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SIL is exploring how increasing urbanization, globalization and migration are affecting language use among smaller local language communities. A task force is looking at how SIL could shape its strategies and programs to better engage with diaspora populations and those who work among them.
But SIL is not just exploring--it’s also taking some practical steps, specifically for the world’s 25 million registered refugees. In Africa, SIL consultants have recently been involved in an effort to improve the difficult learning situation facing young displaced students in Uganda refugee settlements. The nation is hosting 1.3 million refugees—half of them children—from 13 countries, especially South Sudan, the Democratic Republic of Congo, Burundi, Rwanda and Somalia.
A group of organizations* in Uganda that is looking to improve the education experience for refugee children requested help from an SIL consultant team in Africa, consisting of American Barbara Trudell and Ugandans Prossy Nannyombi and Lydia Teera [shown below interviewing teachers]. With decades of experience in providing practical solutions to language and learning challenges, the SIL consultants were well positioned to help.
For 10 weeks, the team investigated the issues and challenges of providing education in two refugee settlements, where dozens of primary community schools are funded largely by NGOs. Trudell says the Ugandan government welcomes the refugees and wants to see them educated, but it simply can’t deal with the great need alone.
Most refugee students are not reaching acceptable levels in reading comprehension or math. Students also struggle to adapt to Uganda’s national education system and curriculum, including the languages of instruction in the classrooms. These are different from what they are used to in their home countries. As a result, many are dropping out of school.
The SIL team’s observations confirmed reports from NGOs of the extremely challenging educational environment in the settlements. “Some classrooms were incredibly overcrowded [see photo at left], with up to 200 children in rooms built for much smaller class sizes,” explains Trudell. “The children are eager to learn, but the sheer number of pupils makes it nearly impossible.
“In many classrooms, textbooks are in very short supply, Often, it is only the teacher who has a book.”
Significantly, the team found that English and the Ugandan languages used to teach the nation’s highly regarded curriculum simply aren’t understood by the refugees. “The language mismatch in the classroom blocks effective student learning and puts classroom teachers in the position of having to manage what is essentially an unmanageable teaching scenario in the classroom,” its report says. “Where neither textbooks nor teachers are available in a language the refugee learner understands, the acquisition and improvement of reading and writing skills is out of reach.”
Trudell says parents of children at the refugee settlement schools, who were interviewed by the SIL team, were clearly frustrated. Said one whose child was doing poorly in school, “I asked my son why the bad results, and the child angrily said, ‘The teacher uses a language that I don’t understand in class. . . .’ Parents here are wondering what the use of education is.”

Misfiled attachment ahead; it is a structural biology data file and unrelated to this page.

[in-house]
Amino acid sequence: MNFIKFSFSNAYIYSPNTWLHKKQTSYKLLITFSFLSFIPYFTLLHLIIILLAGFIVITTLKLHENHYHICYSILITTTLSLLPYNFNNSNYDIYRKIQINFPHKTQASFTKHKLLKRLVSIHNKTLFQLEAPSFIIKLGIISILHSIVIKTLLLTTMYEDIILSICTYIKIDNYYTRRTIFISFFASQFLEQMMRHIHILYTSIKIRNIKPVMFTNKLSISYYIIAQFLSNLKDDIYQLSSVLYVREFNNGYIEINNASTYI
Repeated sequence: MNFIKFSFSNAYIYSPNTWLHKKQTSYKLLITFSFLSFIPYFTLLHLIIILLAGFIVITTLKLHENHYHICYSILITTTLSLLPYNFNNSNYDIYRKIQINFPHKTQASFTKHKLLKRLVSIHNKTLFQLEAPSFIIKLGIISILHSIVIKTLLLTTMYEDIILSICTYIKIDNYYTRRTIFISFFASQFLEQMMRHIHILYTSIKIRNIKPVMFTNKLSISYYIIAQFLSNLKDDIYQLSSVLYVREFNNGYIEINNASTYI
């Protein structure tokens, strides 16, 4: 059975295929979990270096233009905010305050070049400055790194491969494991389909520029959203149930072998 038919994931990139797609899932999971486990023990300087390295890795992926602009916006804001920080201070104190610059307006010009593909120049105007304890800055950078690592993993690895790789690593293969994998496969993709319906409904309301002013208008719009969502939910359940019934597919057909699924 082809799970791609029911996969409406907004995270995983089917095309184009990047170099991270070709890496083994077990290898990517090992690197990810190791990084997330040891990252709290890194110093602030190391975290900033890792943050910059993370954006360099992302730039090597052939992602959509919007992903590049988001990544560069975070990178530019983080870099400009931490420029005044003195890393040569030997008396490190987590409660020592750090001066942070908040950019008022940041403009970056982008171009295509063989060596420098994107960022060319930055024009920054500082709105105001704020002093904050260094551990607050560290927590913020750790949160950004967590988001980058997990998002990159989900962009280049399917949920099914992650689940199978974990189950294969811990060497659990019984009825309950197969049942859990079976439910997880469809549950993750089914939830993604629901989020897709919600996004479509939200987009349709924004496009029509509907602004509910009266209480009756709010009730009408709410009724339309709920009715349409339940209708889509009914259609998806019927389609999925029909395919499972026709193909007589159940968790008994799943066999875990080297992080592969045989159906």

“That kind of frustration is purely about a failure to communicate,” explains Trudell. “It wasn’t that the teacher was bad. It wasn’t that the child didn’t like school.”
The study found that stakeholders—support organizations, government oversight bodies, teachers and parents—all agreed that the children would benefit tremendously from being fluent in English and having higher literacy skills. They were keen to know if some sort of bridging program for the students could be the answer.
Taking that cue, the SIL consultant team recommended that a program be created to help refugee children span the language gap in their education and more successfully integrate into formal schools by:
These classes would be held several hours each day, five days per week over six months.
The SIL team’s recommendations were well received by stakeholders. If the recommendations are put into effect, SIL is well placed to implement them.
Ultimately, the bridging program—which Trudell thinks may have potential in other similar refugee school situations elsewhere—will help expand refugee children’s possibilities for a better life, SIL’s aim in all its work.
“The idea is that these kids will walk into a classroom where English is the language of instruction, and they will be able to function as well as Ugandan pupils do,” explains Trudell. “It will also allow them to start moving with success into a 100% English language instructional environment, which in Uganda, is from Grade 4 on. So what we’re looking at is access to secondary school. And from there, who knows?
“These students are determined, adds Trudell. “All you’ve got to do is give them the language tools and they will go far.”
* An Education in Emergencies (EIE) Working Group in Uganda set up a language task team, which includes Save the Children, Norwegian Refugee Council, Windle Trust, and the United Nations Refugee Agency (UNHCR). EIE exists globally with more than 100 organizational and 800 individual members who are working together to ensure the right to education in emergencies and post-crisis reconstruction.
SIL is pleased that 2019 has been declared as International Year of Indigenous Languages (IYIL) by the United Nations. For us, every year is a year of languages. That’s because researching, revitalizing and promoting the use of lesser-known languages is at the heart of who we are and what we have been doing for the past 85 years. This article is one in a series that explains SIL’s work as it relates to key themes of IYIL.